Michelle Harrison talks sisters, sorcery and sequels with Books for Keeps’ Clare Zinkin.
The Widdershins sisters burst onto the scene in February 2019 in Michelle Harrison’s A Pinch of Magic; the book was a Waterstones Book of the Month, and hailed as Harrison’s breakthrough novel. With sequel A Sprinkle of Sorcery published on February 6th, readers have the opportunity to spend more time with the Widdershins sisters, and yet, as Michelle tells me from her writing armchair, the book didn’t start with three sisters:
‘When I started writing Pinch, it wasn’t going to be about sisters. I began with Betty (the middle sister) as my protagonist. The story was about her finding out that she was a witch and was setting off to witch school, but then I had a spur of the moment bit of inspiration and realised that the folklore I was including, such as the stones falling from the tower, would fit better with a family curse. But then a family curse needs family, so I plotted one sister either way – one older and one younger.’
The family curse of A Pinch of Magic has been lifted by the end of the first book, so with the freedom to leave their misty prison isle of Crowstone in A Sprinkle of Sorcery, the Widdershins sisters stumble into more trouble when they journey through misty marshes and across perilous foggy seas to a secret island that can’t be found on any map. Accompanied by a new girl, the mysterious Willow with a hag stone in her pocket and an attached ‘wisp,’ older sisters Betty and Fliss set out to find their younger sister Charlie, who has gone missing.
The youngest of three, Michelle is well-equipped to write about sisters. She has used her memories of childhood banter and her sisters’ characteristics to flesh out the fictional Widdershins:
‘The Widdershins aren’t exactly like the three of us, but there is a lot of us in there. Fliss being a bit vain, and Betty being practical – these are definitely my two big sisters. I’m not as much like Charlie, but we all share Charlie’s character of being a bit greedy and thinking about our tummies and where our next meal is coming from.’
Michelle’s cheeky tales of sibling love and rivalry come to the fore in the witty and authentic dialogue between the Widdershins, nowhere more so than in the chapter called ‘Bath Time’ towards the end of A Sprinkle of Sorcery.
There are new female characters too, in particular a villainous female pirate captain called Ronia. In fact, Michelle worried initially about too large an emphasis on females.
‘Because my protagonists are often female, I don’t want male characters to always be villains. That’s why Spit (a new male character) is a bit cheeky and cocky, like Colton in A Pinch of Magic, but characters with a villainous streak are women – Ronia and the witch. Anyway, I think I tend to write girls better. It’s the way I’m wired.’
But it’s imbuing her characters with magical elements that is Michelle’s real passion: ‘My tutor in college introduced me to Faeries by Brian Froud and Alan Lee, and it always gives me loads of ideas.’
Whenever Michelle is travelling she is drawn to local folklore or landmarks, and her imagination fills in any gaps. The stones that fall from the tower in A Pinch of Magic are taken from an Essex legend in Canewdon, in which there are six witches in the village and when one dies, a stone falls from the church walls. And the name Crowstone in A Sprinkle of Sorcery is not invented, but the actual name of a street near her house, the road in which she parks to go to the local library.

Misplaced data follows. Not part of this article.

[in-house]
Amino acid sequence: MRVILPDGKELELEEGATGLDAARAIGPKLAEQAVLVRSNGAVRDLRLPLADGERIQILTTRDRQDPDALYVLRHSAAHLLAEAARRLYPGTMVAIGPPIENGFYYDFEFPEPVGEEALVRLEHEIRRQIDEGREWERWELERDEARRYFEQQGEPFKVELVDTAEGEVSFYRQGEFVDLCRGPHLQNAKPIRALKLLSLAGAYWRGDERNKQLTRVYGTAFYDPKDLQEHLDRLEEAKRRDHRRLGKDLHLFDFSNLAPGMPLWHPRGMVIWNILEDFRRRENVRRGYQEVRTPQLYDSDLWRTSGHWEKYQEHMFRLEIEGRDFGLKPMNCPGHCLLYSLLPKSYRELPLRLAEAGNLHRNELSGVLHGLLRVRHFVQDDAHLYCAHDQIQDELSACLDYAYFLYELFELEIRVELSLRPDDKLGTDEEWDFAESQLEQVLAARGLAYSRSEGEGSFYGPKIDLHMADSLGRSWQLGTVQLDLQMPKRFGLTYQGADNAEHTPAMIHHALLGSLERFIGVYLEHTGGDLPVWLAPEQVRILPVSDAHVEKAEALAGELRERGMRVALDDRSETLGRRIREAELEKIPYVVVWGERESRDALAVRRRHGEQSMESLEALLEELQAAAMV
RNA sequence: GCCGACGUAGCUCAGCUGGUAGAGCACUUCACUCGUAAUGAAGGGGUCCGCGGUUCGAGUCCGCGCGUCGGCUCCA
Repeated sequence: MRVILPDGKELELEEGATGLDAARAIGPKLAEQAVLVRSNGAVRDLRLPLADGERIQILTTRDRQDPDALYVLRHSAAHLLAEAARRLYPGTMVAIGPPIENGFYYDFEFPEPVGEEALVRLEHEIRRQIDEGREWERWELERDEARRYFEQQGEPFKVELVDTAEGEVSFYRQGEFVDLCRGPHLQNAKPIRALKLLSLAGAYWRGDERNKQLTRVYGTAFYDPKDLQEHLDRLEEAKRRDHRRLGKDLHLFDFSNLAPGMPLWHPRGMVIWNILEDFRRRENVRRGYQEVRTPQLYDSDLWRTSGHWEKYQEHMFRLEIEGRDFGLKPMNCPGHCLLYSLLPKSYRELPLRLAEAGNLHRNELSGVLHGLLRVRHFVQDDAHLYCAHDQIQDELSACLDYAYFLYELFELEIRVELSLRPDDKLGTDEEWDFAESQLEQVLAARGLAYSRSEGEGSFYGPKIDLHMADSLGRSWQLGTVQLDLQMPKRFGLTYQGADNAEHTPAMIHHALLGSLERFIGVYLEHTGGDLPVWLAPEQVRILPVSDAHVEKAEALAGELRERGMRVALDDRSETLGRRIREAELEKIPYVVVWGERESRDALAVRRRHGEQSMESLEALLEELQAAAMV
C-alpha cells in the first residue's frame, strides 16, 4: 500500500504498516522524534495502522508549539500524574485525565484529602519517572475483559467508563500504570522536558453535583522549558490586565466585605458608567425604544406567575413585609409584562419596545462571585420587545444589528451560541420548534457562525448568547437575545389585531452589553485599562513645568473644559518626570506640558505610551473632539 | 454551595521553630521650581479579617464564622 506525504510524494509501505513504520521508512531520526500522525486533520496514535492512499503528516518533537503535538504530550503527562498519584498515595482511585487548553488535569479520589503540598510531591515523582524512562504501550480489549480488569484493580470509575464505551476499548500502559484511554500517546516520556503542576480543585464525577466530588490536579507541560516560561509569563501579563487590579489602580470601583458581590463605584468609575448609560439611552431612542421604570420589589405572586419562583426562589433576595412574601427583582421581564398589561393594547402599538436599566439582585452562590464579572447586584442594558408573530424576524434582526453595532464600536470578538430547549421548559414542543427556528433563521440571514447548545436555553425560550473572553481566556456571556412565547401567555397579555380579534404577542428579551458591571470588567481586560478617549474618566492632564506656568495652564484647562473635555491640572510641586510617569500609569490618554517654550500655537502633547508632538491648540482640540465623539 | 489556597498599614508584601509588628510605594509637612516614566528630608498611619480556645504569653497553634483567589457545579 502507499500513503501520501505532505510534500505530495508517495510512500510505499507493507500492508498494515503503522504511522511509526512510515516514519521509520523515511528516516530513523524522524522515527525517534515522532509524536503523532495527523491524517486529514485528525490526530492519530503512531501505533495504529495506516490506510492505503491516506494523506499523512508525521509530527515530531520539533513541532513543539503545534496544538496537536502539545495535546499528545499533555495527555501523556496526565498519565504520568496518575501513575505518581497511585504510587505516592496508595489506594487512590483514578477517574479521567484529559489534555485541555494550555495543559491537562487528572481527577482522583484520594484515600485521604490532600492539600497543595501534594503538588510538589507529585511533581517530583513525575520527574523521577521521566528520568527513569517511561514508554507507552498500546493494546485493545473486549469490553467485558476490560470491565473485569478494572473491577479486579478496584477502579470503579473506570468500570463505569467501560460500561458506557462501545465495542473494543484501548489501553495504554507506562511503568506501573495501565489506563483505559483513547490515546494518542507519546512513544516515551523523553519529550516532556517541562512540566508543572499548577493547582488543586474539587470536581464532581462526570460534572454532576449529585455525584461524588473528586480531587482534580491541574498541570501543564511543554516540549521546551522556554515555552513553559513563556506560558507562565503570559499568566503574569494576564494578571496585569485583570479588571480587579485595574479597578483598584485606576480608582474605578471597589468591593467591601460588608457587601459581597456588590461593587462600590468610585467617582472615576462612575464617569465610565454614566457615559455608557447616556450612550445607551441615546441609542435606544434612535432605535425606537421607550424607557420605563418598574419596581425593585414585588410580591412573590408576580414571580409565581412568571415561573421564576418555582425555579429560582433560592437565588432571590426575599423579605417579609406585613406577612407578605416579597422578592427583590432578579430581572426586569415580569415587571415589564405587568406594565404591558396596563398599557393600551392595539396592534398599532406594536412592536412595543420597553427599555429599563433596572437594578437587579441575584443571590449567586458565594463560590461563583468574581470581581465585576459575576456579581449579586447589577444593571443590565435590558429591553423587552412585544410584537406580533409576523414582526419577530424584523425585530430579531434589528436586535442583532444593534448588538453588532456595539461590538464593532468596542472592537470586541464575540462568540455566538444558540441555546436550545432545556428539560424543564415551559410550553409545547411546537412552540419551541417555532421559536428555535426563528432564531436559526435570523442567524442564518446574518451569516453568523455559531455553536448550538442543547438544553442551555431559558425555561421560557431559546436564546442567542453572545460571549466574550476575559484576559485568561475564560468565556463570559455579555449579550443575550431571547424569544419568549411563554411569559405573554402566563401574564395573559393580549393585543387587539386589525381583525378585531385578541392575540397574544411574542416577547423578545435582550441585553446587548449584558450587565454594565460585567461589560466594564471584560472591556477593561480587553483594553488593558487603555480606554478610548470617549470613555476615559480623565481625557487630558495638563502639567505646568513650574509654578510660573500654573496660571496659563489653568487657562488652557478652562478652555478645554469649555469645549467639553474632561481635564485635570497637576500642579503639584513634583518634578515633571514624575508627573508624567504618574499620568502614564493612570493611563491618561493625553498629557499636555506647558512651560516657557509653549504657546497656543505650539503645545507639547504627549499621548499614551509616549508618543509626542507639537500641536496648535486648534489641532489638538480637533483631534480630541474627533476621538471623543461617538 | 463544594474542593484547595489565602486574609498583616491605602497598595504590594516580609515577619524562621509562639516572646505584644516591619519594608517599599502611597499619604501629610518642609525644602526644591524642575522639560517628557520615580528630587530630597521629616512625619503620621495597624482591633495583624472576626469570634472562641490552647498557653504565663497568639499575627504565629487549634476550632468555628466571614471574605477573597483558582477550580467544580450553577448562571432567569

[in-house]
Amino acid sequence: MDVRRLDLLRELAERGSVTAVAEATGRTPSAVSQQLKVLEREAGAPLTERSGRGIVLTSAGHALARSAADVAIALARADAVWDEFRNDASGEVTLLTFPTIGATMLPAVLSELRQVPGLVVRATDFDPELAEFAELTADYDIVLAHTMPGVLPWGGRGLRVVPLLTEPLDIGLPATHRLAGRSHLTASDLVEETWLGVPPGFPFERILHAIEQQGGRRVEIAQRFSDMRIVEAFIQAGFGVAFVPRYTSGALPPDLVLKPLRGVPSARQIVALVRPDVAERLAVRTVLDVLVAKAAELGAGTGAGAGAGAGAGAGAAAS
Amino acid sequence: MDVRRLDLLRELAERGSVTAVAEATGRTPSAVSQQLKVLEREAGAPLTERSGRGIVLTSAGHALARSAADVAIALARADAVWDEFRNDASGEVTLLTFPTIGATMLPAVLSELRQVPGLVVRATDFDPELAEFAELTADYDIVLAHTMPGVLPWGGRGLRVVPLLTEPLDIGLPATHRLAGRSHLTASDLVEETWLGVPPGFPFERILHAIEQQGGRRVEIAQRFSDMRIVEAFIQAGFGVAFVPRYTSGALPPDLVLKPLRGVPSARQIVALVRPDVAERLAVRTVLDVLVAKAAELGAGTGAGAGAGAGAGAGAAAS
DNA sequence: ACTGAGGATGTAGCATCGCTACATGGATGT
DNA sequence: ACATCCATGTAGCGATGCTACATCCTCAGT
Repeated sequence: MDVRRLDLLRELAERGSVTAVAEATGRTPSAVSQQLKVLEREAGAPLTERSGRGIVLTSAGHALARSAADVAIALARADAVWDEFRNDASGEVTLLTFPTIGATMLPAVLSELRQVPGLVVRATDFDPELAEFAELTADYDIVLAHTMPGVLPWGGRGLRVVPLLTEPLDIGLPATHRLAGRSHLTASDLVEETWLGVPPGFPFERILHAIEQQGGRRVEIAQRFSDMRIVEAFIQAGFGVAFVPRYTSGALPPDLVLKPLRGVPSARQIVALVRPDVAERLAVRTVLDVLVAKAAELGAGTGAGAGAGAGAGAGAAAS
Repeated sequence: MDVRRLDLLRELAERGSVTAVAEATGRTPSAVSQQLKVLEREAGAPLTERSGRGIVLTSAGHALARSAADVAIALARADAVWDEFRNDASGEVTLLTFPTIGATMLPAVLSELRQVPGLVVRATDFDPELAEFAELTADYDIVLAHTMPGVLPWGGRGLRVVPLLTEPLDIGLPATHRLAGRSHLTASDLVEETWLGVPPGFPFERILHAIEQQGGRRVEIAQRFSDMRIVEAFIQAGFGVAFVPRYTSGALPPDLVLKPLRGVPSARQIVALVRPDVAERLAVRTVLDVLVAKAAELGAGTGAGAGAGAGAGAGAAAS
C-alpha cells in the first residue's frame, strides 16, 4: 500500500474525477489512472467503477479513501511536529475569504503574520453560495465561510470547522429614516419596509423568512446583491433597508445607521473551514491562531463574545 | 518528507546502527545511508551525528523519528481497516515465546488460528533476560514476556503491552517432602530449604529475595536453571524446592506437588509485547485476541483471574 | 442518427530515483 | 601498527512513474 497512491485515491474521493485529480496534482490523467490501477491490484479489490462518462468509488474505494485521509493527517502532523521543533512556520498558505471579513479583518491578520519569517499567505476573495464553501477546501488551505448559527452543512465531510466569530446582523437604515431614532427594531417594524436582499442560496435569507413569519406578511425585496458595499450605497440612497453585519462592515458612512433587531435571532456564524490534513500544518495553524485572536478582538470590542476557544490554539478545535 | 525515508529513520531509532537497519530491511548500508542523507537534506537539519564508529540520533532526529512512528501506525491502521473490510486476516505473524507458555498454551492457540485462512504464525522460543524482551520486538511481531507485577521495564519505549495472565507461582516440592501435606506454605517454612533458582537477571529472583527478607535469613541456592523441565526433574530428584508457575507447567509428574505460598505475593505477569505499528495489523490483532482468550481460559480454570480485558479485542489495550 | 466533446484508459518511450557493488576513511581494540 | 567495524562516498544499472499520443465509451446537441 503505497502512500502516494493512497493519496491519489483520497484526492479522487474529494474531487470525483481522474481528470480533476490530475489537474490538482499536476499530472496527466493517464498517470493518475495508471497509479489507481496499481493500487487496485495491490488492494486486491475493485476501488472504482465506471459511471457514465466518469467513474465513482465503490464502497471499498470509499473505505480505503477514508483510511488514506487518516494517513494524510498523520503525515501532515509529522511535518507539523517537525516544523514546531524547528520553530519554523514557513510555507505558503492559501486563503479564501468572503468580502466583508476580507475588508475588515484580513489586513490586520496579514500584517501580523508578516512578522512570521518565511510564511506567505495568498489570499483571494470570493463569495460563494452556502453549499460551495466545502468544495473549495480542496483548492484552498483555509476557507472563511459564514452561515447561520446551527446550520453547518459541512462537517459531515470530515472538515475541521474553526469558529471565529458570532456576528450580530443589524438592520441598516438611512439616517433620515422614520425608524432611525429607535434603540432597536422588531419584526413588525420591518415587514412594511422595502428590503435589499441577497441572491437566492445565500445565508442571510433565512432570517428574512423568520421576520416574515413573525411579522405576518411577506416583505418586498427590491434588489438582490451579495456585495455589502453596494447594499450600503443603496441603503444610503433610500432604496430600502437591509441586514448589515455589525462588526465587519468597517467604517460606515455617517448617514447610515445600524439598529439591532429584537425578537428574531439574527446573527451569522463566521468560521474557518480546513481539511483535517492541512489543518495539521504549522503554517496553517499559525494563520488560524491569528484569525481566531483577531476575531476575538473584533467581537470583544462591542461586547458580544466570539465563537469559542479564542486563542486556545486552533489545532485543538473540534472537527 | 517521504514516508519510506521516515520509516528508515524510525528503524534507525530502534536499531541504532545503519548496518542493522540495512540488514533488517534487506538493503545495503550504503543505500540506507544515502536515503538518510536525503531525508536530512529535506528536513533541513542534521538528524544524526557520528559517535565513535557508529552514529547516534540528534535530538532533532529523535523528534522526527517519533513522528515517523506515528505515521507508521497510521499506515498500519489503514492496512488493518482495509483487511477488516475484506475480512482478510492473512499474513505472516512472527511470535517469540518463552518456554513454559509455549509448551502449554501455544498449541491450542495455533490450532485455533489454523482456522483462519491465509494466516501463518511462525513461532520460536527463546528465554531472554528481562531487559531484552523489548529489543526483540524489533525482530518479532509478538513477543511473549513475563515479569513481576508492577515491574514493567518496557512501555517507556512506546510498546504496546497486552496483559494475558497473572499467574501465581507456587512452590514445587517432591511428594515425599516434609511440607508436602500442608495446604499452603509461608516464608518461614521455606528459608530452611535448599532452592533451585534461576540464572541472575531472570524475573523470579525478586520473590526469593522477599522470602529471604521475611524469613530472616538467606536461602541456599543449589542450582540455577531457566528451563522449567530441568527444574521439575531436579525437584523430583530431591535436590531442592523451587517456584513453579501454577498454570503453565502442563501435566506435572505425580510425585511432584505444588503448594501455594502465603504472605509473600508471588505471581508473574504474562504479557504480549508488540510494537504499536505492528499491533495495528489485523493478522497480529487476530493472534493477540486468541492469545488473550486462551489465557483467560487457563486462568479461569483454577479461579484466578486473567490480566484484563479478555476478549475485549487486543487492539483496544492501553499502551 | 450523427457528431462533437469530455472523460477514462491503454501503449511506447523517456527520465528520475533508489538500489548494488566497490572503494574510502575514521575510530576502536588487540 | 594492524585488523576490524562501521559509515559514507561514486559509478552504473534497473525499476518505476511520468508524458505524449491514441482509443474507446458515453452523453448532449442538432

This mix of realism and magic is apparent in all her books, and in the case of the Widdershins sisters, most marked by objects, particularly Betty’s enchanted nesting dolls, (which in the original draft were a set of dominoes).
When probed as to her own magic objects, Michelle admits to treasuring family heirlooms too – a rose gold ring she wears, inherited from her mother and grandmother. But she also treasures folklore – borne out by her ownership of an original Christian Birmingham drawing from The Little Mermaid, and also a first edition of Sleeping Beauty, illustrated by Arthur Rackham, much coveted and finally bought as a present to herself with her first advance (after first clearing the overdraft).
Michelle is a long way on from her first advance. A Sprinkle of Sorcery is her eighth novel and she feels more in control of her craft, managing to create cliffhangers at the end of her chapters with comparative ease, ‘getting that Eastenders duh duh duh moment,’ and also writing more simply and knowing her readership better.
There’s still nervousness at publication as to each book’s reception, but seeing the physical product, especially when it’s so beautiful, brings much joy. Melissa Castrillon designed the covers for A Pinch of Magic and A Sprinkle of Sorcery and Michelle agrees that the striking designs (which match the stories perfectly) help sales as the books are so hard to resist.
‘Having a beautiful cover makes such a difference to the book.’ Michelle treasures her work, and the way it’s presented – she admits that she likes to carry around a copy of her latest book, and often takes it out for a little stroke or leaf through.
When we said goodbye, Michelle was preparing to visit the printer to watch the edges of her books being sprayed, and to sign 3,000 copies as they came off the printer. There might be magic in the storytelling, but for an author it doesn’t get much more magical than seeing your own book hot off the printing press.
Clare Zinkin is a children’s book consultant, writer and editor.
A Pinch of Magic (978-1471124297) and A Sprinkle of Sorcery (978-1471183867) are published by Simon and Schuster, £7.99 pbk.